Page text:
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States Balance Their Budgets Only With Bonanzas of Federal Funding

February 21, 1988|Gregg Easterbrook | Gregg Easterbrook is a contributing editor to Newsweek

WASHINGTON — Democratic presidential candidate Michael S. Dukakis, governor of Massachusetts, likes to boast that he's balanced his state budget nine times. In a recent debate he snapped at fellow candidate Gary Hart, "You've never been a chief executive who had to balance a budget like I have. You've never voted for a balanced budget in your life."

That's true. As a senator, Hart voted for the federal subsidies allowing Dukakis to create the illusion that he had balanced the Massachusetts budget--something, in the honest sense, Dukakis has never done at all.

Those governors and mayors who huff and puff about how the federal government is ruining the economy with deficit spending (headline following the fall 1987 deficit summit: "Governors Disgusted by Inaction on Deficit") don't like to add that states and cities are among the foremost beneficiaries of federal subsidy. In 1984, for example, a year when the federal deficit was $185 billion, state and local governments enjoyed $97 billion in federal grants. Had state and local aid been cut off, the federal deficit would have been reduced by half.

Looked at another way, approximately 18% of all revenue received by state and local governments comes from the federal treasury. Without this money, no governor or county manager could boast of a "balanced budget." Meanwhile, about 20% of federal spending is deficit spending. If a cosmic philanthropist made an 18% annual contribution to Washington--that is, if the same bookkeeping switcheroo enjoyed by states prevailed at the federal level--the federal deficit would nearly disappear.

Let's take a closer look at chief executive Dukakis. In 1984, pivotal years of the "Massachusetts Miracle," as Dukakis calls his own administration, Massachusetts received $10.2 billion and spent $9.7 billion. According to Dukakis, that's a balanced budget. Yet some $2 billion of the Massachusetts revenue came from Washington--not raised through any action by Dukakis but as checks written against the Reagan deficit. Massachusetts had a balanced budget only in the sense that a student whose college costs are being financed by a second mortgage on the family house might say that his bills are all paid--but look at his spendthrift parents.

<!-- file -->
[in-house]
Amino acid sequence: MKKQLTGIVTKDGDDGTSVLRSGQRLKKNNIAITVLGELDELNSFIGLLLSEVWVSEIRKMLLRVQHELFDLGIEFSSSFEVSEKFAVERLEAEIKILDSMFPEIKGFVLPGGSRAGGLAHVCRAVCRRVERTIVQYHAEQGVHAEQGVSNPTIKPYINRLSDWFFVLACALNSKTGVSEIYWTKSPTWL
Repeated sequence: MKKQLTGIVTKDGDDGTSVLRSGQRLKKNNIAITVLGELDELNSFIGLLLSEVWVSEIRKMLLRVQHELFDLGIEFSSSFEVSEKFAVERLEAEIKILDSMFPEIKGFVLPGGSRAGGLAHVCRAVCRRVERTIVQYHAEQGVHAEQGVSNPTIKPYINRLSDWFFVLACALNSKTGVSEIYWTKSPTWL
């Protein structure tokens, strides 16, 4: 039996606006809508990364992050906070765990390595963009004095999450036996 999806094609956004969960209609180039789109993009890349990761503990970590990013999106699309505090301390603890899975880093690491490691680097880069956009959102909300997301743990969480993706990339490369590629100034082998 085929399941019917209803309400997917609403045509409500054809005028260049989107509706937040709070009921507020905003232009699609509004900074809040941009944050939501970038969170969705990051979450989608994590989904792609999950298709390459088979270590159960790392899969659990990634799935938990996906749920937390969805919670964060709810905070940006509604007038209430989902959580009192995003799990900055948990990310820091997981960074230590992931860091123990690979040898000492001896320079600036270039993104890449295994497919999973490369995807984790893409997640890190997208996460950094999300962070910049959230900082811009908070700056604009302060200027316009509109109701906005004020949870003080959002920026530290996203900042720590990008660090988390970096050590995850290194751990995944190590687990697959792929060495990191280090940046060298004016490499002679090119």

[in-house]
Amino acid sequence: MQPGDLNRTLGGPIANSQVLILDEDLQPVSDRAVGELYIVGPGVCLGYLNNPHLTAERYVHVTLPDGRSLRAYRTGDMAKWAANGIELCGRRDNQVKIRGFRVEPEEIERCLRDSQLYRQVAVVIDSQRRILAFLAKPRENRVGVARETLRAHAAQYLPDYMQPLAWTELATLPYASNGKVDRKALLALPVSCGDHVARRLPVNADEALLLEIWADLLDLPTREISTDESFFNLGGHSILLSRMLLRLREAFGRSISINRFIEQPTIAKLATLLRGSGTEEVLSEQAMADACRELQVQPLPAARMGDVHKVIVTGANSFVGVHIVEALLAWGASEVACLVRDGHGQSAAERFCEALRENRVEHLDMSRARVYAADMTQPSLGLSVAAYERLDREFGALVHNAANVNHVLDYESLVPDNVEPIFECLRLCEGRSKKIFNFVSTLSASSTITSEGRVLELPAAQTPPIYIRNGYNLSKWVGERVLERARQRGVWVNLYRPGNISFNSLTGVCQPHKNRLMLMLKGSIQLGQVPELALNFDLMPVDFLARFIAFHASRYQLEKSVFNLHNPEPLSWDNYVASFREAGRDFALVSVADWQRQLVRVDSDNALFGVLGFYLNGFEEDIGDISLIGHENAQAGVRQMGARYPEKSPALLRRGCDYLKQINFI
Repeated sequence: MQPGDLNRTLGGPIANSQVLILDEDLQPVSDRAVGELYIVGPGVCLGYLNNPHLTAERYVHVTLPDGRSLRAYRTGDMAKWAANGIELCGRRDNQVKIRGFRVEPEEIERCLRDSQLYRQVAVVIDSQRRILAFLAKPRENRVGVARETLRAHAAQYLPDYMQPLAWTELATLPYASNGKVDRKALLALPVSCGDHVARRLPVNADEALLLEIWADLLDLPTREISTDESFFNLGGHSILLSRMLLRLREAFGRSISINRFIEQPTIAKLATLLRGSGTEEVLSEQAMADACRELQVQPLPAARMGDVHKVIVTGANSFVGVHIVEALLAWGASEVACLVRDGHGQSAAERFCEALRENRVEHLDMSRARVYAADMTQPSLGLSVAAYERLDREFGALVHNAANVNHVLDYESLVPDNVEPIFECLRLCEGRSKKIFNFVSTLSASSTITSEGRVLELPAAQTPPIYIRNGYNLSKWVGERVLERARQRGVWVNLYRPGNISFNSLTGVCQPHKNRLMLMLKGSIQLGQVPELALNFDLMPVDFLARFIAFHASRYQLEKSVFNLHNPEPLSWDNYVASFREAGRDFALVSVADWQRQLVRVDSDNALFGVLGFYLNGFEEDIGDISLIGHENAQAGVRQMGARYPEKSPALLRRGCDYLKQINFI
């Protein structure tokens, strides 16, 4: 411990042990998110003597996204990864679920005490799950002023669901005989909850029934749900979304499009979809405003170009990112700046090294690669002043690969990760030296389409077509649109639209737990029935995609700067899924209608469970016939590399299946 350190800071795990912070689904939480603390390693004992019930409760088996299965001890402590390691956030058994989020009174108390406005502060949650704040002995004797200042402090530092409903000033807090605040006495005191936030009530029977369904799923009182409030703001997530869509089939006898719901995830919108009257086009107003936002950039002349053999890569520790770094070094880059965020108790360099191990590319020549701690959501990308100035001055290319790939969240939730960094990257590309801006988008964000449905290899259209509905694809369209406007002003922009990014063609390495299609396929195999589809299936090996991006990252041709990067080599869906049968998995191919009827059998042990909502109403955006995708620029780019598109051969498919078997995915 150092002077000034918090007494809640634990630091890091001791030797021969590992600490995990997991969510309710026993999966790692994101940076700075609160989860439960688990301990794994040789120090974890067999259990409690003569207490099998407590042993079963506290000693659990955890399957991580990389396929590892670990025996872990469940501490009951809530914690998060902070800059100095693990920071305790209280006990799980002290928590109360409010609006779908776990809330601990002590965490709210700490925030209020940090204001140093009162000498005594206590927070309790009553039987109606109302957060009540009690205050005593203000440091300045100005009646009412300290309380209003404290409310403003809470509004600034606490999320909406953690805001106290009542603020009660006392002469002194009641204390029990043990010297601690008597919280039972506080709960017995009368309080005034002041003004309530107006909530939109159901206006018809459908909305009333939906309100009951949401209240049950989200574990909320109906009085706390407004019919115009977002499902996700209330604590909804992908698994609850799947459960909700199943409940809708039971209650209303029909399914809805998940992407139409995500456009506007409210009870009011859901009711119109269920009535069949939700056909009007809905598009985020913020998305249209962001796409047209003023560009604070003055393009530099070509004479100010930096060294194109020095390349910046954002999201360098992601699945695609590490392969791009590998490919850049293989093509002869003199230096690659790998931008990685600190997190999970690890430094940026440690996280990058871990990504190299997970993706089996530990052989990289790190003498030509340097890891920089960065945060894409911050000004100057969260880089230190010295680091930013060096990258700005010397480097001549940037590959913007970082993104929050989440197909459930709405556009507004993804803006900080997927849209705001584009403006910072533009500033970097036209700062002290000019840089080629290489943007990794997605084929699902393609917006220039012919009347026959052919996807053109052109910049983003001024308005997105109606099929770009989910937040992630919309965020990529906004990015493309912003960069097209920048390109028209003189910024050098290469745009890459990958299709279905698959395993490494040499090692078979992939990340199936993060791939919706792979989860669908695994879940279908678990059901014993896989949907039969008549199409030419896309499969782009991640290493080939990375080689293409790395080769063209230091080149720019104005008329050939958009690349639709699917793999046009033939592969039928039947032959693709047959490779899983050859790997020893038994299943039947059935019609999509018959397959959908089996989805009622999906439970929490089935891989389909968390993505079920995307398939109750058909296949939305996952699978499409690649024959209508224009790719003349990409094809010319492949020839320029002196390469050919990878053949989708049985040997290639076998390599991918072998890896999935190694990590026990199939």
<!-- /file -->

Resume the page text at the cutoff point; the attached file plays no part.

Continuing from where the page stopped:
Dukakis is merely the most prominent hypocrite on this subject. Recently Michigan Gov. James J. Blanchard called federal deficit reduction efforts "mirrors, feathers and hot air" while boasting "we governors are for real" because states balance their budgets. Michigan budget: 21% federal subsidy. New Hampshire Gov. John H. Sununu on the 1987 deficit compromise: "Nobody can say anything nice about this piece of paper." New Hampshire: $98-million budget surplus thanks to $331 million in federal grants. Former Colorado Gov. Richard D. Lamm, shortly before leaving office, blasted "federal budget mismanagement" and "20 years of Washington blank checks." Recent "balanced" Colorado budget: $4.8 billion total revenues including $928 million of federal subsidies.

Pork-barrel funds appropriated for sweetheart projects, the kind of spending that draws headlines, pale in dollar magnitude before routine federal assistance to states for highways, mass transit, health, aid to the poor, environmental protection and a dozen other services. Total U.S. grants to states, cities and counties has increased from $24 billion in 1970 to $109 billion last year, a rate that far exceeds inflation.

Don't states and towns need the money? Sure. Everybody needs money. But the money also has to come from somewhere--and where it comes from is either the deficit or the pockets of federal taxpayers, every one of them a resident of some state, county and town. Local politicians like to have Washington raise revenues for them through that distant, impersonal, nasty Internal Revenue Service. Experience with referendums such as Proposition 13 taught politicians that reliance on state and local taxes may make them targets for voter revolts.

As a bonus, federal money leaves the state or local pol in the ideal double-talk position of receiving the benefits of deficit spending while being able to blast the big spenders in Washington, patting himself on the back for his own apparent fiscal restraint. Recently, for example, the National Governors Assn. voted down a proposal to cancel the federal gasoline tax, transfer the right to impose that tax to states, then require states to assume responsibility for funding highway maintenance. That may sound like "new federalism," but it would have left governors to blame for highway taxes. Far better to shift the blame to Washington.

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